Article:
David Balk is Director of Program Evaluation at La Frontera Center Inc., Tucson, AZ 85713.
Effects Of Sibling Death On Teenagers
Version of Record online: 9 OCT 2009
1983 American School Health Association
Journal of School Health
Volume 53, Issue 1, pages 14–18, January 1983
How to Cite
Balk, D. (1983), Effects Of Sibling Death On Teenagers. Journal of School Health, 53: 14–18. doi: 10.1111/j.1746-1561.1983.tb04046.x
- Issue online: 9 OCT 2009
- Version of Record online: 9 OCT 2009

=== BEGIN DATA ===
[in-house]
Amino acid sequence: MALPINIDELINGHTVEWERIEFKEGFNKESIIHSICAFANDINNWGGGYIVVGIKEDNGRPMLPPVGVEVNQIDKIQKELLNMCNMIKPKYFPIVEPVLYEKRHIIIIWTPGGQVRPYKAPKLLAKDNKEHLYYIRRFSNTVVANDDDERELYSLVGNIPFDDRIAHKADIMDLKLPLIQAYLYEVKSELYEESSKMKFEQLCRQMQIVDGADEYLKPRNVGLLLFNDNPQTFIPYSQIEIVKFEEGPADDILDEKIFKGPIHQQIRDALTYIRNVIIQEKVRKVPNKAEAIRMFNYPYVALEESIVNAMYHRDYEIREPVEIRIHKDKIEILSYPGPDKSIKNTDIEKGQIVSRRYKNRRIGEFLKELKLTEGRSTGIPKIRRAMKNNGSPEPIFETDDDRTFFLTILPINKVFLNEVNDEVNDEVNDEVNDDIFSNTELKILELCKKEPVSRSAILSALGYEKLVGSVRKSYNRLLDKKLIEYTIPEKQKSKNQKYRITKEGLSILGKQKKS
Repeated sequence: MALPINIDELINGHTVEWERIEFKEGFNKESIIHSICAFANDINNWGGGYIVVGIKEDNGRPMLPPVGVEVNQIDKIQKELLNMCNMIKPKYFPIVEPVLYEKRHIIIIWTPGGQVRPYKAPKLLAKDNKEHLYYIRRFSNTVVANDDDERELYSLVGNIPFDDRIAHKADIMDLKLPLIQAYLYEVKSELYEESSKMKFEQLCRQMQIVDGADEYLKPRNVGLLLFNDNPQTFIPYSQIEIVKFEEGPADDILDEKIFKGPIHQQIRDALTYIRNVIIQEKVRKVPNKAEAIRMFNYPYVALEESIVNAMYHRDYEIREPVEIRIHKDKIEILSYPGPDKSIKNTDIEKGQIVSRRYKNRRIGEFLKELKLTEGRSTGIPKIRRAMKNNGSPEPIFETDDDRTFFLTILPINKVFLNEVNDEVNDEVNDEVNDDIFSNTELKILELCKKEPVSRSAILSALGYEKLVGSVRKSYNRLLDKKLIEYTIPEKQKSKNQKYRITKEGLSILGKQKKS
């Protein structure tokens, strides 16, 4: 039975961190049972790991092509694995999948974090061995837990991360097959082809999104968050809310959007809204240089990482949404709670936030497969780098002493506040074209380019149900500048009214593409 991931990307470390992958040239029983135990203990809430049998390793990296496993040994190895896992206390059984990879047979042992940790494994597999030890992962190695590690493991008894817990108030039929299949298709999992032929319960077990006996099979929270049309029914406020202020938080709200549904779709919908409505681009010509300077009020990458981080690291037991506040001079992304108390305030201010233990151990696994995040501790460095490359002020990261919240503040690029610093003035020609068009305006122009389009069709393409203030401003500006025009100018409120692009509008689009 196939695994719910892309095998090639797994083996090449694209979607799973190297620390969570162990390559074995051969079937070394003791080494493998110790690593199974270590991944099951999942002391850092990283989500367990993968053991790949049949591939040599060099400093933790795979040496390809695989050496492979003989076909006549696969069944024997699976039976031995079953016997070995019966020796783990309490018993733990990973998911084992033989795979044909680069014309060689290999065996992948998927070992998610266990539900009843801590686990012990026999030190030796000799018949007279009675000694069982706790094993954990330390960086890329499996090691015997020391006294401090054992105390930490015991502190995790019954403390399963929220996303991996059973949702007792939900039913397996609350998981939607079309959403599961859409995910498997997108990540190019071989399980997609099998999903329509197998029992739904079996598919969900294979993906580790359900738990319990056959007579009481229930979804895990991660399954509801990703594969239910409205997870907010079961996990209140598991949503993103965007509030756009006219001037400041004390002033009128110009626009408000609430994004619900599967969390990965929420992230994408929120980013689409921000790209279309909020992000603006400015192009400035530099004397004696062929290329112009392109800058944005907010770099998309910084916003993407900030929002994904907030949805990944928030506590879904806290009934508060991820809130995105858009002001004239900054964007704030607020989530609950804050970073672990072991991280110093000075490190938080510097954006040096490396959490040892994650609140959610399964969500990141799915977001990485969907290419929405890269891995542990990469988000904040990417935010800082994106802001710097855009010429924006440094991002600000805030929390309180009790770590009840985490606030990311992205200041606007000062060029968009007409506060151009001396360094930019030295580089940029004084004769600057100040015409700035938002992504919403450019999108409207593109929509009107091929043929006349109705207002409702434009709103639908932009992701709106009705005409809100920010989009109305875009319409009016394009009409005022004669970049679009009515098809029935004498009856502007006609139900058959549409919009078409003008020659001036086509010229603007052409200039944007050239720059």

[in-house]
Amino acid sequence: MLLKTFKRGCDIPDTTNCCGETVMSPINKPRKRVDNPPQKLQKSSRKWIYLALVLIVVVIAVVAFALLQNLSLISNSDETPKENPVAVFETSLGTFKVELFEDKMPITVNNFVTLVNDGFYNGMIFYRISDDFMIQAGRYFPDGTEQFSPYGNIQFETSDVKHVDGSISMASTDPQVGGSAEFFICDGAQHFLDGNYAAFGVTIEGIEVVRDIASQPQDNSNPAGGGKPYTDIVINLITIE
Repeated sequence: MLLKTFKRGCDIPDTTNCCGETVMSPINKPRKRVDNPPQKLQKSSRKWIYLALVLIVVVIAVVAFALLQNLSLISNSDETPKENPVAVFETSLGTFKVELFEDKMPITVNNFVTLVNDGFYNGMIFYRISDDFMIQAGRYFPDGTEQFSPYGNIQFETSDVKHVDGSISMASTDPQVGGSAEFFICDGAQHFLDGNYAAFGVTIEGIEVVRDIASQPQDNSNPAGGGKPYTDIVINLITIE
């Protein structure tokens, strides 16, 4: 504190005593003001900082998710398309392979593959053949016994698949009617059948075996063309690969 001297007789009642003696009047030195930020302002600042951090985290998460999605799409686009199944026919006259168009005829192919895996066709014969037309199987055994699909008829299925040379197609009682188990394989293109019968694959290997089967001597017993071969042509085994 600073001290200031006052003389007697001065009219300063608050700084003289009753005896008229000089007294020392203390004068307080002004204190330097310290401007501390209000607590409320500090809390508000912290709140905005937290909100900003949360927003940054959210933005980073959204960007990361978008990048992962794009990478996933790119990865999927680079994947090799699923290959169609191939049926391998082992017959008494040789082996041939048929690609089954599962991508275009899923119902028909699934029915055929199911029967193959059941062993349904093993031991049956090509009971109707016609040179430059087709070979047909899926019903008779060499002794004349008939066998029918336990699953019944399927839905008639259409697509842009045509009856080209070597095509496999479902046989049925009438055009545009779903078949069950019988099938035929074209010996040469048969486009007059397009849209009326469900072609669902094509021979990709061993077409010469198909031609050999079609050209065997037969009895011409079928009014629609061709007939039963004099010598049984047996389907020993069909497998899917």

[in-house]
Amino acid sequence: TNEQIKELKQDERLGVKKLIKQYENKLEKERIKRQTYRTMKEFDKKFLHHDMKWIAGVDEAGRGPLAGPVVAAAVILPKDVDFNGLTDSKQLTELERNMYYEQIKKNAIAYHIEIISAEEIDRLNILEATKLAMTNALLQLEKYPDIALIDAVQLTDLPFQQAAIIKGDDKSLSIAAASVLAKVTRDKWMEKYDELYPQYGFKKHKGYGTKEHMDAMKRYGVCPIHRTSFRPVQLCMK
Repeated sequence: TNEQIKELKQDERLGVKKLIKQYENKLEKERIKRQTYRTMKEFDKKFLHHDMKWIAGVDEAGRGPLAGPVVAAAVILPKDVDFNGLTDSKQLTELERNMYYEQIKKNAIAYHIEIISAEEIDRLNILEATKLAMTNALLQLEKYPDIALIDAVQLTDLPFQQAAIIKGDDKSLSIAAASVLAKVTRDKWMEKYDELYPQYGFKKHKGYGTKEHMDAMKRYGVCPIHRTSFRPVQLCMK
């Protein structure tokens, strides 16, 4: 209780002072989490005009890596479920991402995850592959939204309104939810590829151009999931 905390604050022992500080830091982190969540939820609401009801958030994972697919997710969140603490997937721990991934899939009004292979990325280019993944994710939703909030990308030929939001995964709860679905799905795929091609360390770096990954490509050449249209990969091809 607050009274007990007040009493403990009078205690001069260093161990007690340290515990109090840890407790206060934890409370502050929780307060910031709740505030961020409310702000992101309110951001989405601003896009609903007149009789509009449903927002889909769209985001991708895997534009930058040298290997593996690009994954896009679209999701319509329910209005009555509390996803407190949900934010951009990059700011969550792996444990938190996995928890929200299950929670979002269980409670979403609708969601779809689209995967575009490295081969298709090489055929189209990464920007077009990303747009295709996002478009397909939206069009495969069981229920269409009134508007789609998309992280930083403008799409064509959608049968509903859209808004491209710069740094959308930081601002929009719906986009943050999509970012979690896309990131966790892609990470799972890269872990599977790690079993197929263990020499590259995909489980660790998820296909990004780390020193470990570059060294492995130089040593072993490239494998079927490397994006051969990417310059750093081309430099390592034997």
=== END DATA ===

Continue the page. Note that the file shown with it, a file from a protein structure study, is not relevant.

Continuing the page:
This study reports the effects of sibling death on 33 adolescents from white, middle- to upper-middle income families. Contact was made through mutual support groups for bereaved parents. A focused interview was used to gather data on bereavement reactions and on self-concept. Bereavement reactions investigated included kinds of emotional responses, effects on sleeping and eating, frequency of thoughts about the deceased sibling, effects on school work, means of dealing with the death and interpersonal relationships. Self-concept perceptions investigated were perceptions of personal maturity, lessons learned from the death and the importance of religious beliefs. Eleven further measures of self-concept were obtained by means of the “Offer Self-Image Questionnaire for Adolescents.” By grouping responses into two time frames (before or a few weeks after the death and at the time of the interview), significant differences in reactions and perceptions were found among the participants.